I was a bit stunned by director Joe Wright’s Anna Karenina. I hadn’t read much about it, came upon it by accident and was immediately absorbed.

The visual “gimmick” is this: All the world’s a stage, and we are but players. It’s an effortless mix of live scenery and staged (and back stage) scenes, one that propels the plot and sets the tempo for the film. It’s a bit hard to describe, really, as I’ve never seen anything like it before. I’d definitely recommend it.

However, as always, story matters. Wright (director of Pride & Prejudice, also starring Keira Knightely) and writer Tom Stoppard create an effective story, but the end result is that the rise and fall, whims and madness of Lady Karenina seem a bit rushed. The novel is massive, so condensing it was likely a fool’s errand to begin with. That said, Karenina holds up for a quite a while under the weight of its own material, but starts to have problems heading into the third act.

That made me think of Baz Luhrman’s Moulin Rouge, which had similar issues. While everyone was in love and the material was light, the music and dazzling set pieces flowed and the audience was easily engaged. But when Satine starts coughing up blood, everything grinds to a halt and Moulin Rouge starts to devolve into a bad episode of Glee.

Wright and his co-horts avoid that trap, thankfully. But in the end, Karenina feels like a 400 lb. man wearing a toddler’s shorts: Too much substance, not enough room for it.

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Why ‘Elysium’ falls short

Matt Damon is good in 'Elysium' ... but then again, when isn't he?

Matt Damon is good in ‘Elysium’ … but then again, when isn’t he?

In the fall of 2009, a buddy and I went to see District 9. I’m a big movie fan who pretty much refuses to read reviews or watch trailers much beyond the basic info for fear of dreaded spoilers, and my friend was and is an occasional movie watcher who had read about District 9 and was intrigued.

When we left the theater, I commented that seeing District 9 was like watching The Matrix for the first time. You had these interesting, layered works of art dominated by theme – in The Matrix it’s the influence of technology and lack of distinction between the real and virtual worlds, in District 9 apartheid and racism in general – and taking place in unique visual worlds.

My friend laughed. He responded that he was thinking the same thing, only about the original Star Wars. He felt like he’d just been blown away, completely unprepared for what he had witnessed on screen. For him, there was even a child-like joy to the discovery.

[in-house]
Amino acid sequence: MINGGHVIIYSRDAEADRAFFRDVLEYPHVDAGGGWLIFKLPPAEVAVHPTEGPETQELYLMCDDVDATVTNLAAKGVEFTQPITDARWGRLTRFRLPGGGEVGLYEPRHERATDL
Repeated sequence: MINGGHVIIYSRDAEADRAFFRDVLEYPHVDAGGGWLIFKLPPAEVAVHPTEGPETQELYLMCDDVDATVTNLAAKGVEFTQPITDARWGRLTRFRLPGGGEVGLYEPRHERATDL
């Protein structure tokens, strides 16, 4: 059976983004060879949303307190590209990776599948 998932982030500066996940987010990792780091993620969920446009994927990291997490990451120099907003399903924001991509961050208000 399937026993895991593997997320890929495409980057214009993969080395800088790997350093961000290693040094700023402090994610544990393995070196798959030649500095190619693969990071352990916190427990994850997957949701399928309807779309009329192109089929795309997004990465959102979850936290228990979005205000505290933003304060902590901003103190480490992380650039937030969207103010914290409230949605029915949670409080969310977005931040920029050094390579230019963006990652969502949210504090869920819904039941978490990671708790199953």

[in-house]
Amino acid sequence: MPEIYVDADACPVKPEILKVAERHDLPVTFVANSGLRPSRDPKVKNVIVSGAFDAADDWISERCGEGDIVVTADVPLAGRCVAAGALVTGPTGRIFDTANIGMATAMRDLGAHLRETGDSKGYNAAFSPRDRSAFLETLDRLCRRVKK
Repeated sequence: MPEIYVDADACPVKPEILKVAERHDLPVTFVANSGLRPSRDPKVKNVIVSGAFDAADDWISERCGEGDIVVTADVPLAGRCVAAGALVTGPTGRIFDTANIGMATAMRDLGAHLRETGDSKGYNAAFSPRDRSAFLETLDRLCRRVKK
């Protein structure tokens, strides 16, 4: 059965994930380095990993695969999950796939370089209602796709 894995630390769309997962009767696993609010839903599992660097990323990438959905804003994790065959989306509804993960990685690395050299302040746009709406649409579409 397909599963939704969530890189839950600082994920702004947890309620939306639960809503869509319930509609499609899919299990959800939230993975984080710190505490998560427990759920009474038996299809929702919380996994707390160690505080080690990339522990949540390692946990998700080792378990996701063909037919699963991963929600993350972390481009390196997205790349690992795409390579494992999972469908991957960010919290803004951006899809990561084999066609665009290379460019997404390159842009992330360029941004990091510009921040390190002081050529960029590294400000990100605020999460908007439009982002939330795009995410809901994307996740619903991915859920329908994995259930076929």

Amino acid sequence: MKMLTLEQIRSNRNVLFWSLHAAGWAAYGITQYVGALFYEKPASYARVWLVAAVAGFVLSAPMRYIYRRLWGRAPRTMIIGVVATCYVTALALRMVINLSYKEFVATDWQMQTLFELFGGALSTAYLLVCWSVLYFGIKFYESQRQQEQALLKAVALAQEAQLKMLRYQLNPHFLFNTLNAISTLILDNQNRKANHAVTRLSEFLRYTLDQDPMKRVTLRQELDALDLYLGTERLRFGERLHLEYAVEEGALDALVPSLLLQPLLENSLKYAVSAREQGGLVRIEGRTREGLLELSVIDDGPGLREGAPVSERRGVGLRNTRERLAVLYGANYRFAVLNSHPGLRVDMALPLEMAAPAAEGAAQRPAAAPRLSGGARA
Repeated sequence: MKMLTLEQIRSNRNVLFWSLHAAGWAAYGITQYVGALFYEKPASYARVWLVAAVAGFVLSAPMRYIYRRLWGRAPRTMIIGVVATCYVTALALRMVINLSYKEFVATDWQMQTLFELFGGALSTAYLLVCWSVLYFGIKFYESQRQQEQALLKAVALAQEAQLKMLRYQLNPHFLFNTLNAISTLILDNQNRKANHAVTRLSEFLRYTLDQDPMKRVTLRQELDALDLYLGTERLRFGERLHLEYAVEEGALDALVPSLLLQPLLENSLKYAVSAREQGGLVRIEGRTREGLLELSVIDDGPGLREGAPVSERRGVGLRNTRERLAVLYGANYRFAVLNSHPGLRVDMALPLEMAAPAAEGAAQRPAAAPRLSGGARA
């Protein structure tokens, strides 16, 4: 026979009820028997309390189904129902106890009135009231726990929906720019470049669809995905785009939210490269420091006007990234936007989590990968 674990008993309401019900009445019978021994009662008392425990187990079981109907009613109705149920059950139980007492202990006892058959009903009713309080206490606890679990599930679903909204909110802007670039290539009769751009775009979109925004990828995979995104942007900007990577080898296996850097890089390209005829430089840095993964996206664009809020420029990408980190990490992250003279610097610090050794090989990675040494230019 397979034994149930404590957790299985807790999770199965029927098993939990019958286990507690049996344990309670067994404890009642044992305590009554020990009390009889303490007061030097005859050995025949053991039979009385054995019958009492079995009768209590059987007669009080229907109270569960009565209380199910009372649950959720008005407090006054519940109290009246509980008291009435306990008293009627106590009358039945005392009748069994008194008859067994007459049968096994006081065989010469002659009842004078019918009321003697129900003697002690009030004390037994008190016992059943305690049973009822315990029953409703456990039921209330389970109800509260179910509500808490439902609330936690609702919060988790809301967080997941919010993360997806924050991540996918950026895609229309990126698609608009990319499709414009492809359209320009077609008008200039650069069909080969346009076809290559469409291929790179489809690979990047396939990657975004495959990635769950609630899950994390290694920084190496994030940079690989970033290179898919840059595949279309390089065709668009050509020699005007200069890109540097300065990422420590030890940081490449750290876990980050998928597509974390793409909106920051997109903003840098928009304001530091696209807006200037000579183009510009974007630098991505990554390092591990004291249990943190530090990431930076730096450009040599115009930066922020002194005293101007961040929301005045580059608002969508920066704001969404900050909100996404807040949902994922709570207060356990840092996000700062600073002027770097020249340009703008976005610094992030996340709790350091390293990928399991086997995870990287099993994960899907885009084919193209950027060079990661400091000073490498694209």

That, ladies and gentleman, is a badass movie. When you rock two educated filmgoers who have seen it all before, you’ve more than done your job.

And that, ladies and gentleman, is also why Elysium was such a disappointment. Because it does nothing of the sort.

Don’t get me wrong. I’ll watch anything writer/director Neill Blomkamp throws up on screen. Visually, Elysium is stimulating, and, at times, gorgeous. Matt Damon’s the lead, and you can rarely go wrong with him, while Jodie Foster and Sharlto Copley deliver riveting supporting performances.

But it all comes back to the story. And the story of Elysium is the story of many, many sci-fi books, shows and movies. The powerful people have the good stuff, they aren’t allowing the masses anywhere near it and there’s tension. Whereas District 9 is drenched in apartheid, with no way to separate or distinguish the plot, theme, visuals and characterizations outside of the rigorous caste system the movie establishes, Elysium is really an action movie where the battle between the powerful and the powerless is just the set-up.

Does that make Elysium a bad movie? No, not at all. It’s a perfect serviceable sci-fi/action flick with some nice moments. And it would have made a great first movie for Blomkamp, with District 9 as his powerful, career-making follow-up (not to get too Wachowski-heavy, but their career path started with the intense, completely non-techy indy flick Bound before they Matrix-ed the planet).

Elysium just feels like a let-down, a “what could have been” in the wake of the “holy f*&%ing s&*%” that District 9 was. A missed opportunity.

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That’s My Jam #6: Del Tha Funkee Homosapien, ‘Mistadobalina’

Welcome to my attempt to reclaim the phrase “That’s my jam!” from those who treat music like the latest trendy fashion accessory.

“Mistadoblina, Mista Bob Dobalina.” Del’s trippy cut was a love-at-first-sound kind of thing for me, listening to a promo copy from my alma mater’s radio station back in the early 1990s. It was a great time for hip-hop, and not just party rap or gangsta. Plenty of serious minds – De La Soul, A Tribe Called Quest, Das EFX, etc. – were making soul-expanding music at that time and getting mainstream exposure. Del never was a hit in middle America – at least not until his brief time as one of the Gorillaz – but for all you true hip-hop heads out there, this is one to feast on.